Why do sports cars have square heads?

A rare look at the design process of the 1986 combiners, part 2

Originally published December 18, 2012

Last time we looked at how the Aerialbots were presented in the pre-Movie 1985 Transformers Show Bible and how a lot of more and less familiar elements of their designs made their progress through the designs. This time we are taking a look at the Stunticons in this - for now - last part in the series.

The Stunticons

The Aerialbots and the Stunticons made their appearance at almost the same time in all the media at the time – pairing off against each other in both the cartoon series and the Marvel comic book. Curiously though, the images shown for the Stunticons in the Show Bible are not toy photographs traced in pen, they are in fact a step earlier than actual toys, namely design sketches.

Again the design images are bad photocopies of bad photocopies so there is little to be done to enhance the images, but already with the first two members of the Stunticon team presented here, Dead End and Wildrider, we can see where some of the inspiration came from for their final character model depictions.

Dead End (left to right): Design sketch of robot and vehicle mode; inked and colored Transformers Universe profile.

Clearly, the color scheme (or one very close to it) was already decided for the characters as all dark areas on the sketches are equally dark on the models. While the basic stance of the robot has been spruced up a bit in the profiles – the design sketches only try to visualize the toys and not their cartoon/comic book appearance – some small design elements do shine through that are evident in the later character models and help define the looks of the characters as we know them today: For both Dead End and Wildrider, some strong elements of the facial designs were kept, as Dead End has a clear lighter bar for his eyes which became his visor on the model, whereas Wildrider kept his ear antennae throughout.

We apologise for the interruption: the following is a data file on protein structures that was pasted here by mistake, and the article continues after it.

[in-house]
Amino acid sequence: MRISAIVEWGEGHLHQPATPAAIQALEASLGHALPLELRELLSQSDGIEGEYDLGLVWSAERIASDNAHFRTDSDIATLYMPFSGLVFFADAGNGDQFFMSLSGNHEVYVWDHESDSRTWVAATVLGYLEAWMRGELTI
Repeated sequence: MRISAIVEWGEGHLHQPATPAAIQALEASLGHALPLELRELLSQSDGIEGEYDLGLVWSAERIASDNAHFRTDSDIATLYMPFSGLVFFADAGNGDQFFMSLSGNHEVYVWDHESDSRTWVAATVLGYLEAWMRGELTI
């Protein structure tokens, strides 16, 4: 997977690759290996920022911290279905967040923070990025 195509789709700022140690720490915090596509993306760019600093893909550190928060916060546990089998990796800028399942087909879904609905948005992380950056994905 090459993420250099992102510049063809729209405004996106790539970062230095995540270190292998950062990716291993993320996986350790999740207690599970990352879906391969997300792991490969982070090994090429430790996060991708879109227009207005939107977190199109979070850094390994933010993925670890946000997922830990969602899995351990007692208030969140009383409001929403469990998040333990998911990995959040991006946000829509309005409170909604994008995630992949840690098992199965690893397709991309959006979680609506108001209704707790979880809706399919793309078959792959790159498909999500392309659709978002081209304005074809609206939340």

Wildrider (left to right): Design sketch of robot and vehicle mode; inked and colored Transformers Universe profile.

Needless to say, the car mode images are basically straight tracings lifted directly from those toy design sketches, keeping the same angle of view even. One could argue that the 3/4 angle view is the standard way to depict characters as it allows for maximum detail and depth perception during the design proces, but the exact tracing of those same details (at least for the vehicle image) in the final artwork seems more than coincidental.

Moving on to Drag Strip, his vehicle mode alone is – yet again – simply traced and cleaned up for the character model sheet, which in turn was inked by Marvel Comics for his Transformers Universe entry. However, it's apparent that the original striping detail was kept on the model sheet, but simply colored over once the colored version was printed in the Universe series. This could be an indication that the change of striping was a late decision even though the outlines are still clearly visible on the nose and the tail of the car of the Universe entry.

Drag Strip (top to bottom, left to right): Design sketch of both vehicle and robot mode; robot mode character model; vehicle mode character model; Marvel Universe inked and colored vehicle mode character model; production toy robot mode.

Looking at the robot mode we find that a lot of the same refinements were made to his appearance that were also made to Dead End and Wildrider, and once again a lot of the head design was kept throughout the design process with the visor and the head antennae. Apparently the lower legs should have been separable as well, but that never went into the production toy.

But the one thing that really stands out on Drag Strip, and which explains an otherwise slightly random design choice as compared to how the final toy ended up, is the orientation of the shoulder wheels. On the toy, the two sets of front wheels stay on the arm piece, effectively giving the robot mode a set of wheels placed on top of each other – on the character model, the wheels are placed next to one another.

Looking closely at the design sketch, it seems that the original intention was for the front set of wheels to be attached to the vehicle nose piece rather that to the other set of wheels, subsequently – given that the transformation of the nose section is still as we know it – the wheel pairs end up seemingly placed next to one another. And when cleaned up for the character sheet, it could indeed be interpreted as if they were aligned horizontally on the shoulder of the toy (while removing the unsightly backpack); the split between the front wheel pairs on the vehicle design sketch for transformation is retained on the model on Universe entry, even.

Breakdown design (left), unused character model (middle), final character model (right)